It's a sad day when the
official platform of a major political party -- in this case, the
Democratic Party of Colorado -- openly endorses the legalization of
recreational marijuana in their state. That group was the first
major state party in the U.S. to do so in 2012, despite the efforts
of several underfunded opponents to defeat these bad initiatives in
Colorado and Washington state.
Despite the unfortunate loss at the polls in those two states,
we should be proud of the efforts of organizations like the
American Family Association for sending out well over 82,000 emails
to people in three states (Oregon also considered a similar
initiative) in an attempt to dissuade people to vote in favor of
Nevertheless, in November the majority of the voting public in
Colorado and Washington approved legalization of recreational pot;
voters in Oregon did not. Opposition to this effort was much more
organized in Oregon. Opponents of the initiative in Oregon did a
good job in communicating their message. Even the liberal
newspaper, The Oregonian, editorialized against legalizing
In Colorado, Governor John Hickenlooper (D) seemed giddy when he
recently signed into law Amendment 64, which now makes recreational
pot legal in his state. Colorado's law tells us that adults over
the age of 21 can now freely use the substance "but not in public."
Already, that "public" provision is being challenged openly by
users in Denver. Pot smokers by the dozens have been filmed
lighting up on state grounds all around the State Capitol. It will
be interesting to see if Colorado police will uphold this provision
of the new law.
Still, far too many people -- including notable church leaders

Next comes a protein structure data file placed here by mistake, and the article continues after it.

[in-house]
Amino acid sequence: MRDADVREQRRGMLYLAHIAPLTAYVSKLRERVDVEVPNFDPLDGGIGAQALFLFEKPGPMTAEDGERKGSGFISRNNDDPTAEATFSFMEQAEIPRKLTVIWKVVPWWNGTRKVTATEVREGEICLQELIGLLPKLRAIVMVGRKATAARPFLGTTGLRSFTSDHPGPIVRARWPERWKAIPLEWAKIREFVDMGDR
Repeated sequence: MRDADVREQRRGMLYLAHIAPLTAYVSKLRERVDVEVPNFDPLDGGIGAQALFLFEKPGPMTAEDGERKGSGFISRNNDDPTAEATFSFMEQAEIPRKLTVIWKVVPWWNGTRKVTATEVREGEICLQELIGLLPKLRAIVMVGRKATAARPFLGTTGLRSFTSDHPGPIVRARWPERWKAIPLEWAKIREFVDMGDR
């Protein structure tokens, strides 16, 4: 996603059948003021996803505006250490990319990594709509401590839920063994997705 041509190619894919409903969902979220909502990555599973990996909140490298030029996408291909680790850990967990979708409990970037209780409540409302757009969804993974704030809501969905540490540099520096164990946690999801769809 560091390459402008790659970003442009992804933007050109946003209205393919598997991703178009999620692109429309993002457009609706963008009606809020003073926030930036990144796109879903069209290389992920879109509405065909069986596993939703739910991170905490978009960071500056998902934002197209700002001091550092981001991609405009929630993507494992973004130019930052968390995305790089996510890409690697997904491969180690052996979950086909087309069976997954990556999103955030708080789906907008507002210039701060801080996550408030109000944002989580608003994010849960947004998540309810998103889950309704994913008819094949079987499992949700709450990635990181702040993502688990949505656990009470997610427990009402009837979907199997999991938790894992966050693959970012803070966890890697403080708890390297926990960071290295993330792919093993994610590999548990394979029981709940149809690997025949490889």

and ministry spokespersons in Colorado -- simply would not take a
stand on the issue of recreational pot.
I remember conferring, as spokesman for
MarijuanaHarmsFamilies.com, with more than 60 church leaders
regarding California's attempt to legalize recreational pot during
the 2010 election cycle. Approximately a third of the church
leaders I spoke to refused to take a stand against that California
initiative (Prop. 19). Fortunately, we were successful that year in
stopping marijuana advocates such as Peter Lewis (CEO of
Progressive Insurance), thanks in large part to the support of the
California Chamber of Commerce and -- surprisingly -- Latino and
African-American voters in Southern California.
Yet this year, the outcome was much different in Colorado and
Washington. For families in those two states, the legalization of
recreational pot will have negative consequences. It seems
inevitable they will see an increase in their state's public health
costs, decreased academic performance, decreased productivity among
the workforce, and increased traffic accidents. But perhaps the
most prominent change will be the noticeable increase of pot use
among teenagers and young people.
Over 20 years ago, citizens in the state of Alaska saw the
damaging effects of legalizing this substance after state
legislators did so in the 1980s. Practically overnight, use of pot
almost tripled among teens. Wisely, Alaskan state legislators
overturned their decision in 1990.
Even today we see what regular pot use is doing to too many high
school students across America. Regular marijuana use among
Americans has increased 13 percent (from 15 to 17 million) in just
the last four years.
As Christians, we offer a personal solution to such negative
issues. Please join me in providing a positive response to
substance abuse of all kinds -- encourage pastors to speak out
against substance abuse ... encourage educators not to water down
the facts about the consequences of drug abuse ... and above all,
pray for your family members and friends who are struggling with
substance abuse, that they will find strength in the Lord to defeat
the evil hiding behind the substances they crave.
James Lambert is a licensed nationwide real-estate mortgage
loan sales agent in Southern California and a regular contributor
to OnenewsNow. He is available to speak in public forums about the
damaging consequences of using recreational marijuana. He is the
author of 16
Amazing Stories, which includes several testimonies of
individuals who, with God's help, overcame substance
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